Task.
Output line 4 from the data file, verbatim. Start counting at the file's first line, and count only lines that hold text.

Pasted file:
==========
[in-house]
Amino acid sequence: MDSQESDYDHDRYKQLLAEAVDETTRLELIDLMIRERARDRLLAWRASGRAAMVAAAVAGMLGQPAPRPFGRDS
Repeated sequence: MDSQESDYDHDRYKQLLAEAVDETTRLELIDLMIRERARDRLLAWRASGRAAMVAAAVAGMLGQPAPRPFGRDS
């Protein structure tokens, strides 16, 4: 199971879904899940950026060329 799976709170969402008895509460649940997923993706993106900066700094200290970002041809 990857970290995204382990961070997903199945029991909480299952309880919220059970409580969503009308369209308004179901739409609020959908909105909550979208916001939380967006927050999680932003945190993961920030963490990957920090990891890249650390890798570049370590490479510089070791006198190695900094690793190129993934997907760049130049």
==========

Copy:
């Protein structure tokens, strides 16, 4: 199971879904899940950026060329 799976709170969402008895509460649940997923993706993106900066700094200290970002041809 990857970290995204382990961070997903199945029991909480299952309880919220059970409580969503009308369209308004179901739409609020959908909105909550979208916001939380967006927050999680932003945190993961920030963490990957920090990891890249650390890798570049370590490479510089070791006198190695900094690793190129993934997907760049130049």